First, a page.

Researchers from Japan described ways to predict the progression and severity of pulmonary hypertension (PH) in people with left heart disease. Their paper, a review of standard and emerging methods for assessing the lung disease, is titled “The Roles of Classic and Current Prognostic Factors in Pulmonary Hypertension Due to Left Heart Disease,“ and appears in the Circulation Journal.
PH refers to high blood pressure in the lungs resulting from several diseases, including left heart disease. Currently it has no cure, but several medications are used to control symptoms. Improved methods for assessing its likely prognosis would greatly aid in the selection of treatments for patients.
Akihiro Hirashiki, Takahisa Kondo, and Toyoaki Murohara, from Nagoya University Graduate School of Medicine, discussed indicators that can be used to assess PH caused by left heart disease.
According to the authors, “Renal dysfunction and anemia are classic prognostic parameters in patients with chronic heart failure (HF) including [pulmonary hypertension]. The triangular relationship among these disorders is also known as the ‘cardio-renal-anemia syndrome.’ Each one of these problems can worsen the others, making a vicious triangle. People with PH should be assessed for these additional medical conditions in order to predict possible clinical outcomes.”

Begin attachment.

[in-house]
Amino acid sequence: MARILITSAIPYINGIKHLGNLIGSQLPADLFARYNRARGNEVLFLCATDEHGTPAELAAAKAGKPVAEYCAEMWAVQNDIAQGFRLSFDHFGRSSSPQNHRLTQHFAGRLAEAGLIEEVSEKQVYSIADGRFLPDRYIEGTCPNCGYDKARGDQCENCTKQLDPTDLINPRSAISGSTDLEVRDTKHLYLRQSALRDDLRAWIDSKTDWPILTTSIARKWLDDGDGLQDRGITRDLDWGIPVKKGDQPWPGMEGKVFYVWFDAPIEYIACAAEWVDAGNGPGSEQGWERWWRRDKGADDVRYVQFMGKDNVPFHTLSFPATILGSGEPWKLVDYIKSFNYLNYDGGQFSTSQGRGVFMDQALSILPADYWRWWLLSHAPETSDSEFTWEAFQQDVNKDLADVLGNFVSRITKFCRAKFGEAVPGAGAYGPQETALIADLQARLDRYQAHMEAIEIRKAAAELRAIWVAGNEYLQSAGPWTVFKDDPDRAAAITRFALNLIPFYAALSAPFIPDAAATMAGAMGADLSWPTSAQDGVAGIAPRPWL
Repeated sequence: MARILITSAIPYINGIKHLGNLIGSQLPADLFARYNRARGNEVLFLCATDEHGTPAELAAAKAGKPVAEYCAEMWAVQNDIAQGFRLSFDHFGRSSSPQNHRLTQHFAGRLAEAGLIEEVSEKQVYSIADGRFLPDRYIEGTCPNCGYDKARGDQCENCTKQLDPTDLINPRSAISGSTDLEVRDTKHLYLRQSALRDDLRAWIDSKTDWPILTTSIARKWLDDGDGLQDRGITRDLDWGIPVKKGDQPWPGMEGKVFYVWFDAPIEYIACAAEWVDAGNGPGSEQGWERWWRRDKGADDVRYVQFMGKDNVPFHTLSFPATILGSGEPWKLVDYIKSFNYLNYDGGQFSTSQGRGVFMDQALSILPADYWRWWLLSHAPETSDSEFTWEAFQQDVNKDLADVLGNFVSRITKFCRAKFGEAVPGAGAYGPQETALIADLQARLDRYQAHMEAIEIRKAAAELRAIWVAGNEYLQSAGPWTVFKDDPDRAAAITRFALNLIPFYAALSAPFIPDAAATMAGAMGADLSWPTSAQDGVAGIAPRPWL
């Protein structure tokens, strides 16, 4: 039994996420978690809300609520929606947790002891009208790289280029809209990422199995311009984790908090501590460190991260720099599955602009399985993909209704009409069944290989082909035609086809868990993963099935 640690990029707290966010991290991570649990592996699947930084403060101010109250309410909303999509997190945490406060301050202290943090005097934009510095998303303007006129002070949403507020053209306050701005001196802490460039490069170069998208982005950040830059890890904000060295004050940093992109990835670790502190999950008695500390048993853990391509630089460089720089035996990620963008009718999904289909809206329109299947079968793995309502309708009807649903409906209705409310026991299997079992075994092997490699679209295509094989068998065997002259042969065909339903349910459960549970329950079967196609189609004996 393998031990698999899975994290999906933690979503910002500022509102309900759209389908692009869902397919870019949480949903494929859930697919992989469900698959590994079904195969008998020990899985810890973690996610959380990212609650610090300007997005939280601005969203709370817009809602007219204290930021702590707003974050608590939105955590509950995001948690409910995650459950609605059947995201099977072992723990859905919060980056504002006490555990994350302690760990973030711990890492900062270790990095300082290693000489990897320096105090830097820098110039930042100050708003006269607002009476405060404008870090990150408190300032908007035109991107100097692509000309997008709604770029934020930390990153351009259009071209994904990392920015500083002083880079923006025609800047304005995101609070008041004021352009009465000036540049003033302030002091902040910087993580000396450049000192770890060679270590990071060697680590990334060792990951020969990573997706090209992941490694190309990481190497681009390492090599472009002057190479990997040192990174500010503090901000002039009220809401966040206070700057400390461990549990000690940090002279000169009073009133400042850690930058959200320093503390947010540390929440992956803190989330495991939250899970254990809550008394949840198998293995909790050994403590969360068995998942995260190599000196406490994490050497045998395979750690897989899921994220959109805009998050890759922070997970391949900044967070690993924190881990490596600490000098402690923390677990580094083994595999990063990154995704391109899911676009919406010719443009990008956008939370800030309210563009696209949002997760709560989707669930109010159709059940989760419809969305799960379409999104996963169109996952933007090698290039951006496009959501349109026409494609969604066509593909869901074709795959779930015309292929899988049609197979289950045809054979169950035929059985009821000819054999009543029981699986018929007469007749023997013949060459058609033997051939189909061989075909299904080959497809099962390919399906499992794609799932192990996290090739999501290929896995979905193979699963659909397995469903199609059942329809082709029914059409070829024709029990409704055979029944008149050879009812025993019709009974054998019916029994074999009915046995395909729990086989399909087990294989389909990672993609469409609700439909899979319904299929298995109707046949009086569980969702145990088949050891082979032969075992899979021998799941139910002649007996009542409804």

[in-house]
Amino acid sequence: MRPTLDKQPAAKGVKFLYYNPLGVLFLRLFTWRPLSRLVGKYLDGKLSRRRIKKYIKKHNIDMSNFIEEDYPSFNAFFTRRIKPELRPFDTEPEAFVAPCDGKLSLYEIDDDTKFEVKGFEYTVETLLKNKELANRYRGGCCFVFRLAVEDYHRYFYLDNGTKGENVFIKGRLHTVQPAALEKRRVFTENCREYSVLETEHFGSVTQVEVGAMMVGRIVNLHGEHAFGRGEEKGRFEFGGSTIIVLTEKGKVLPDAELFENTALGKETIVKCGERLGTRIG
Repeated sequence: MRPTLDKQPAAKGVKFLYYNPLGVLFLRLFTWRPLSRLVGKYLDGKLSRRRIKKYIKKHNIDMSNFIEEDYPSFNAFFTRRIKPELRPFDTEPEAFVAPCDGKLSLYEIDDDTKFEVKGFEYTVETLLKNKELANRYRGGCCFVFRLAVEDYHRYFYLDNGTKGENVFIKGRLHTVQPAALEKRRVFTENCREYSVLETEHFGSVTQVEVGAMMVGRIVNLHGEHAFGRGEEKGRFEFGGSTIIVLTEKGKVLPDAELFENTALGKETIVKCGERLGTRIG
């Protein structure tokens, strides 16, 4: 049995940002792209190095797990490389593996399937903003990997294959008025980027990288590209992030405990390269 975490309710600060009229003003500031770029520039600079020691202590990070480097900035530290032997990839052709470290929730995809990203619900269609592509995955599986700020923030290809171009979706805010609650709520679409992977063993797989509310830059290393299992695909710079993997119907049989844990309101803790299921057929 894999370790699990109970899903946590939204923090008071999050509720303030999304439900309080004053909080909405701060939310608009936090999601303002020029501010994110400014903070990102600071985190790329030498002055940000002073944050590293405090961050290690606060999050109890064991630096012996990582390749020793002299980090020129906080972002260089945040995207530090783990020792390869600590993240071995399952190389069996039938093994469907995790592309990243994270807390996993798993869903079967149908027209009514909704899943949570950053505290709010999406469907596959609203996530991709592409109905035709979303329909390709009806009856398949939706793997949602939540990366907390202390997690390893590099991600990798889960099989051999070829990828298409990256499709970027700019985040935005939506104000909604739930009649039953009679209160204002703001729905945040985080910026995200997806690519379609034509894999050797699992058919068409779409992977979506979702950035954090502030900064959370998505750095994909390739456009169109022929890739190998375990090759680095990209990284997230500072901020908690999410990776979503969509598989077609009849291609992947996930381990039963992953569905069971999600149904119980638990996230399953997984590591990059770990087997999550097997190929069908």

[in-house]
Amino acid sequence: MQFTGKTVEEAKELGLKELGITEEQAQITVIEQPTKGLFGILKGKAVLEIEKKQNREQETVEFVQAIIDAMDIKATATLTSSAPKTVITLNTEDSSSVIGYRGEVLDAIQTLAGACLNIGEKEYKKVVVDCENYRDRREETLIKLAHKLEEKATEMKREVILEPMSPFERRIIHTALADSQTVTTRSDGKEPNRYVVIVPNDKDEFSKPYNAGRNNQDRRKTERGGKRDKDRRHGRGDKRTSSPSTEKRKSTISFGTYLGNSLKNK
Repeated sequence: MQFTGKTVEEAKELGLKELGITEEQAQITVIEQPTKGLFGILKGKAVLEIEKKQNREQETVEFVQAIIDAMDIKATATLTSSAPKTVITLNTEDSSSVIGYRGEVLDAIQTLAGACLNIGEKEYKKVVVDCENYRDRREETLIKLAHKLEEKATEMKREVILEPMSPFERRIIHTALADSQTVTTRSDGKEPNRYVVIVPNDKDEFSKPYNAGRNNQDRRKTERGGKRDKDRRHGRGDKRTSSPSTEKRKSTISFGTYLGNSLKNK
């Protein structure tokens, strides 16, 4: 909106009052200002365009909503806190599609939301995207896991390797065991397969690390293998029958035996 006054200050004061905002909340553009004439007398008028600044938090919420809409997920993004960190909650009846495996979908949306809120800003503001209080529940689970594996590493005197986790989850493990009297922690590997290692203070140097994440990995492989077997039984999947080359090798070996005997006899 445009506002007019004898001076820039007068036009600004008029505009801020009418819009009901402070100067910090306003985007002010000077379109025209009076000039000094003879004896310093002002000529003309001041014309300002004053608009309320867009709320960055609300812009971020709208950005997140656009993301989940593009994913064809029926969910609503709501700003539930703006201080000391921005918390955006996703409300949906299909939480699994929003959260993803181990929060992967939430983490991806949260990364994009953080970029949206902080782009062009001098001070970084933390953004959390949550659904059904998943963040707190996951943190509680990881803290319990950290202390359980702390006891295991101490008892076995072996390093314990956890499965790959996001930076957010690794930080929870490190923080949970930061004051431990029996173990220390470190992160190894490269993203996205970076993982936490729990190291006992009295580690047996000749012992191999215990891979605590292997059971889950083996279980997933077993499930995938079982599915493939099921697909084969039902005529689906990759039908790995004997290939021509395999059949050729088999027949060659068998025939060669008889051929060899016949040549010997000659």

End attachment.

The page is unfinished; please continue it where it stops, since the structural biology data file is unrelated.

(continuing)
More recently, researchers have identified several factors predictive of survival in PH due to left health disease. These include “age, more severe New York Heart Association (NYHA) functional class, elevated NT-pro BNP, decreased estimated glomerular filtration rate (eGFR), and anemia.”
The authors noted that properties of blood circulation, known as hemodynamic state, remain one of the most crucial indicators of clinical outcomes in people with left heart disease and PH. This includes right heart catheterization, but also specific biological markers, including B-type natriuretic peptide, eGFR, and hemoglobin. The researchers pointed out that based on a recent study, these markers are superior when compared to other biomarkers, such as diastolic pulmonary pressure gradient, transpulmonary pressure gradient, and pulmonary vascular resistance.
Hirashiki and colleagues are confident that improvements in predictive assessments for PH in people with left heart disease are just around the corner. They concluded, “We believe that the day is coming soon when clinically useful prognostic markers, regardless of invasive and noninvasive examination of patients with PH due to [left heart disease], will added to current predicted markers. Clinicians will ultimately draw on a broad array of clinically useful, validated biomarkers – classic and current, invasive and noninvasive.”
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